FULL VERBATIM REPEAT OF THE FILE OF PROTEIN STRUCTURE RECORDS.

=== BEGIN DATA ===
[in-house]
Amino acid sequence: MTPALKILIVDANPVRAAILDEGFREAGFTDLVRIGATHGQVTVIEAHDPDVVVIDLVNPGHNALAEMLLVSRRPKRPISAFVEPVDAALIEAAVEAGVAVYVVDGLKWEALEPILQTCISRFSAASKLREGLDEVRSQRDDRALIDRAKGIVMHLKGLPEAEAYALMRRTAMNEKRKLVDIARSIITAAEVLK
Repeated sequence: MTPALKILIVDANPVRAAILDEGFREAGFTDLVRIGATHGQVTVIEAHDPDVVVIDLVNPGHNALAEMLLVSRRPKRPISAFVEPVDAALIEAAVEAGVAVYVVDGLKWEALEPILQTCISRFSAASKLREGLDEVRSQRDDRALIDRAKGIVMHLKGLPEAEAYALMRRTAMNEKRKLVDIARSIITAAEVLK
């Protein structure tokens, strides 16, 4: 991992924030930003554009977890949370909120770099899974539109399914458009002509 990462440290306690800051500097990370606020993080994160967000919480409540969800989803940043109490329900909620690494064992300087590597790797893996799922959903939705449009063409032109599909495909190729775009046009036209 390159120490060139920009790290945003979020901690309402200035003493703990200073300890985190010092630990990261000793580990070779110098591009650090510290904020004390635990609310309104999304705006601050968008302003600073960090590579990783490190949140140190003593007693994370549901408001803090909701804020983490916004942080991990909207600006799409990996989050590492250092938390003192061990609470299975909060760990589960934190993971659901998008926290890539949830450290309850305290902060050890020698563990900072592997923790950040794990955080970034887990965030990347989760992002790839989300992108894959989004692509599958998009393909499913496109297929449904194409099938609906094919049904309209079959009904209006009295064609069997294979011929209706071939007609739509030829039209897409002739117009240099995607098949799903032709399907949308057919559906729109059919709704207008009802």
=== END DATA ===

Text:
[in-house]
Amino acid sequence: MTPALKILIVDANPVRAAILDEGFREAGFTDLVRIGATHGQVTVIEAHDPDVVVIDLVNPGHNALAEMLLVSRRPKRPISAFVEPVDAALIEAAVEAGVAVYVVDGLKWEALEPILQTCISRFSAASKLREGLDEVRSQRDDRALIDRAKGIVMHLKGLPEAEAYALMRRTAMNEKRKLVDIARSIITAAEVLK
Repeated sequence: MTPALKILIVDANPVRAAILDEGFREAGFTDLVRIGATHGQVTVIEAHDPDVVVIDLVNPGHNALAEMLLVSRRPKRPISAFVEPVDAALIEAAVEAGVAVYVVDGLKWEALEPILQTCISRFSAASKLREGLDEVRSQRDDRALIDRAKGIVMHLKGLPEAEAYALMRRTAMNEKRKLVDIARSIITAAEVLK
């Protein structure tokens, strides 16, 4: 991992924030930003554009977890949370909120770099899974539109399914458009002509 990462440290306690800051500097990370606020993080994160967000919480409540969800989803940043109490329900909620690494064992300087590597790797893996799922959903939705449009063409032109599909495909190729775009046009036209 390159120490060139920009790290945003979020901690309402200035003493703990200073300890985190010092630990990261000793580990070779110098591009650090510290904020004390635990609310309104999304705006601050968008302003600073960090590579990783490190949140140190003593007693994370549901408001803090909701804020983490916004942080991990909207600006799409990996989050590492250092938390003192061990609470299975909060760990589960934190993971659901998008926290890539949830450290309850305290902060050890020698563990900072592997923790950040794990955080970034887990965030990347989760992002790839989300992108894959989004692509599958998009393909499913496109297929449904194409099938609906094919049904309209079959009904209006009295064609069997294979011929209706071939007609739509030829039209897409002739117009240099995607098949799903032709399907949308057919559906729109059919709704207008009802």